Most practitioners will be aware of the generous entrepreneur's relief available for individuals and trusts for capital gains tax purposes and that this is not available for companies. Less well known is the substantial shareholding exemption for companies.
What is the substantial shareholding exemption?
The substantial shareholding exemption was first introduced by Finance Act 2002 and the provisions have now been inserted into the Taxation of Chargeable Gains Act (TCGA) 1992, Schedule 7AC.
The provisions allow a gain on a disposal by a company of shares to be exempt from corporation tax on the capital gain. The downside is that any losses arising on such a disposal are not allowable.
When does the exemption apply?
The substantial shareholding exemption legislation is quite dense and there are a number of conditions that must be satisfied for the exemption to apply. A look at the legislation is therefore highly recommended when considering whether or not the exemption applies.
Broadly speaking, the exemption applies where the gain arises from:
- the investor company making the disposal must be a trading company or a member of a trading group, and
- the investee company must be a trading company or the holding company of a trading group (or subgroup), and the investing company held a 'substantial shareholding' (broadly, at least a 10% interest) investee company, and
- the shares were part of a total holding of at least 10% held for a continuous 12 month period beginning not more than two years before the disposal. If the shares are disposed of piecemeal then provided that this condition is met, a disposal of less than 10% can still be eligible for the exemption.
This is illustrated by the following example:
Abbas Ltd acquired 3,000 ordinary shares in Trading Ltd in April 2006. Trading Ltd has a total of 20,000 ordinary shares in issue.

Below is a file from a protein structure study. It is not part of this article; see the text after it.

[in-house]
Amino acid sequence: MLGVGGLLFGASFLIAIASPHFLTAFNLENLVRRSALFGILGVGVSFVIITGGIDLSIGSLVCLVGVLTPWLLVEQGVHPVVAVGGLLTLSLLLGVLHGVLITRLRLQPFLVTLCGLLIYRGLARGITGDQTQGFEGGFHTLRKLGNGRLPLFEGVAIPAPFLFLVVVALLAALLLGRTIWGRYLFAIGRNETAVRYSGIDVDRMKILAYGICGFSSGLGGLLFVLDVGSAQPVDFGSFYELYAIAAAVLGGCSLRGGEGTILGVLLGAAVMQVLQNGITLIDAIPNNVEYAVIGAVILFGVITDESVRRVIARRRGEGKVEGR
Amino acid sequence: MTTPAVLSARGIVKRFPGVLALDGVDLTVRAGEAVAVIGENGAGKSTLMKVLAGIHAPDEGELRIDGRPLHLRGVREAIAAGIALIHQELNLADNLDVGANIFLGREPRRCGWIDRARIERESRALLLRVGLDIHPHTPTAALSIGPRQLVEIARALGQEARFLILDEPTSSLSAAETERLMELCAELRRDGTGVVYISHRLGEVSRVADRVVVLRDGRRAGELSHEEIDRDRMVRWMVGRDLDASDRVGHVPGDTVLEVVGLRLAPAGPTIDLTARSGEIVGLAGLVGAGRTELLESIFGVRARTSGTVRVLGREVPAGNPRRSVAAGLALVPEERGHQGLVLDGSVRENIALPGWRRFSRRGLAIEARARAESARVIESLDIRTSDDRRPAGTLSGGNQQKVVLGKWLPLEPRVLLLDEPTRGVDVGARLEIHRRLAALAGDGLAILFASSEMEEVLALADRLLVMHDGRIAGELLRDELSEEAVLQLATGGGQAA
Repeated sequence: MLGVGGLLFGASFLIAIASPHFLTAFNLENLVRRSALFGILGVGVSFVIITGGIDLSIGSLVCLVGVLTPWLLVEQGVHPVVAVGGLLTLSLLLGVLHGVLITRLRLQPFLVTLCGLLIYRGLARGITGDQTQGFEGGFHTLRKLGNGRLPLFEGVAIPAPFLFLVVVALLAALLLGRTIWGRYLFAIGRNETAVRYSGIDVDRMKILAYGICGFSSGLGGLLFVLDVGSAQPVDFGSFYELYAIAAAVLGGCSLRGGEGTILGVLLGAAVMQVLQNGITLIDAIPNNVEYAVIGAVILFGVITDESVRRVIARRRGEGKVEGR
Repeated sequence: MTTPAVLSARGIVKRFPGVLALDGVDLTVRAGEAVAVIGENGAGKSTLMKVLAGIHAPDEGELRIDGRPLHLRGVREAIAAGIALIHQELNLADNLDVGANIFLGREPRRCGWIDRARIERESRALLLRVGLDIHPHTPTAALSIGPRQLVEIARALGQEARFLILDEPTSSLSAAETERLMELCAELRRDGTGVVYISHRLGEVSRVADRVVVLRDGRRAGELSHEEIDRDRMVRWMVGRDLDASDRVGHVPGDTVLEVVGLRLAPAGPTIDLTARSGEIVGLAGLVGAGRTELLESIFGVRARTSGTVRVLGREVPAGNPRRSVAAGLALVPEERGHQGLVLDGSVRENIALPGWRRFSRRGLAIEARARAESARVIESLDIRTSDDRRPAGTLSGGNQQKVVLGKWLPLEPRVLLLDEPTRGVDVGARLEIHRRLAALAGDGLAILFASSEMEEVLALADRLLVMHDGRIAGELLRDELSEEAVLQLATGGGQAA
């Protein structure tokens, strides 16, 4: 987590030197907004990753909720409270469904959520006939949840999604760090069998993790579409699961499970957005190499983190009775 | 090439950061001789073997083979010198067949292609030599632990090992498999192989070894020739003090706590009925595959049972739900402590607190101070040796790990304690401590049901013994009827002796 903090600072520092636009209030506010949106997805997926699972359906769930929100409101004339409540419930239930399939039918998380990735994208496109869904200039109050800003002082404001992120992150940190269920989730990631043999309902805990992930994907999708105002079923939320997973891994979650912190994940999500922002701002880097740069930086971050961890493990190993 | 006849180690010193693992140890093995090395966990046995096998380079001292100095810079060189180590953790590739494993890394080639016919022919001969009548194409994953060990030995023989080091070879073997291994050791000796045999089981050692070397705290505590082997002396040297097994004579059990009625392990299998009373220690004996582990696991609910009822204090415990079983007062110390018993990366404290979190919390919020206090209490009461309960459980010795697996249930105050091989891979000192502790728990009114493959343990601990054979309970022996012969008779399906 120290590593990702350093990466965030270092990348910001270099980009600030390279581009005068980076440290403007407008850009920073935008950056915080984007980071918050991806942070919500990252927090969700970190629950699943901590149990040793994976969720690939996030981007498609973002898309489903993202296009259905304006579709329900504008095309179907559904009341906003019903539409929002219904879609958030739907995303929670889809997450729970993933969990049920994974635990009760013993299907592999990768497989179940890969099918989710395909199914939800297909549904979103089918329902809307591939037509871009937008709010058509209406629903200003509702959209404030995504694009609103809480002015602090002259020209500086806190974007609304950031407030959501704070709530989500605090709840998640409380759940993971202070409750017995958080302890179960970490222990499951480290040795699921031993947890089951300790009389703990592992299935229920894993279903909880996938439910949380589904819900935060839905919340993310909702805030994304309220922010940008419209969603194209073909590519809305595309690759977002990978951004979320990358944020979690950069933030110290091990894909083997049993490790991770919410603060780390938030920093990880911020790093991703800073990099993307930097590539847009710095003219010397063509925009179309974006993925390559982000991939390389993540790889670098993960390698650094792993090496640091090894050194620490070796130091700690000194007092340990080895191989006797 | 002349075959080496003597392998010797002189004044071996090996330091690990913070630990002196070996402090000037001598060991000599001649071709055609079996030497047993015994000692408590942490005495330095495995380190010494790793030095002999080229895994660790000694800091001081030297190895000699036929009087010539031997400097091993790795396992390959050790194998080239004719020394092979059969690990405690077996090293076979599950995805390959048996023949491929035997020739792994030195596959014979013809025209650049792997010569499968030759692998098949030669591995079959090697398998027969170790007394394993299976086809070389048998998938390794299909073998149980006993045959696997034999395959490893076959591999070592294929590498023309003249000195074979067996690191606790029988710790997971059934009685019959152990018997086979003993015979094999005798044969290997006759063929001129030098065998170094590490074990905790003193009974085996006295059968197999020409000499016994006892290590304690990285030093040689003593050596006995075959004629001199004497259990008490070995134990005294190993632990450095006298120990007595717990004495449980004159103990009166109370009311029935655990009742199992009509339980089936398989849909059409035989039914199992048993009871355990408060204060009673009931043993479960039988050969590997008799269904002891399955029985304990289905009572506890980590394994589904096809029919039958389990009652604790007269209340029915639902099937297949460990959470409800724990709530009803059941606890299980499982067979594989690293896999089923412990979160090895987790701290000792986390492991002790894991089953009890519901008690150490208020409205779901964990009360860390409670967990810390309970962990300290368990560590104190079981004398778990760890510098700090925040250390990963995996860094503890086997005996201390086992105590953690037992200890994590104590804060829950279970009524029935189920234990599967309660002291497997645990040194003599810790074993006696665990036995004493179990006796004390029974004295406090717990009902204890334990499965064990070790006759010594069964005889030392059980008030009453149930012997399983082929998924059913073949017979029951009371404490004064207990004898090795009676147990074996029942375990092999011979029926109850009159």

Abbas Ltd makes the following disposals of Summer Ltd shares.
31 January 2013 - 1,200 shares
30 September 2013 - 800 shares
28 February 2014 - 1,000 shares
The effect of the disposals for the purpose of corporation tax on chargeable gains is as follows.
31 January 2013 disposal
Abbas Ltd held at least 10% of the ordinary share capital of Trading Ltd throughout the two years prior to the disposal. The disposal is therefore part of a substantial shareholding and no chargeable gain or allowable loss would arise on the disposal.
30 September 2013 disposal
Although Abbas Ltd did not hold at least 10% of the shares in Trading Ltd immediately before the disposal, there is a twelve-month period beginning within two years prior to the disposal throughout which it did hold at least 10%. The substantial shareholding exemption therefore applies and no chargeable gain or allowable loss would arise on the disposal.
28 February 2014 disposal
Abbas Ltd holds only 5% of the share capital of Trading Ltd immediately before the disposal. In the two year period prior to the disposal, from 1 March 2012 to 28 February 2014, the company held at least 10% of Trading Ltd's shares only from 1 March 2012 to 31 January 2013, i.e. 11 months. As this is not a continuous twelve-month period beginning two years prior to the disposal, the substantial shareholding exemption will not apply and a chargeable gain or allowable loss will therefore arise.
Other notable points:
- for the purposes of the substantial shareholding exemption, a trading company is regarded as a member of a group if there is a 51% relationship;
- the exemption does not apply if the transaction would otherwise be regarded as a nil gain/nil loss disposal;
- the exemption is automatic and a claim does not need to be made;
- the exemption also applies to ‘assets related to shares’. This broadly means an option to acquire or dispose of shares in the investee company or a security that is convertible or exchangeable into shares or option in the investee company; although, again, a look at the legislation would be advisable to ensure that all relevant conditions are met.
Further guidance on the substantial shareholding exemption is available in HMRC's manuals (visit the 'related links' section of this page for further information).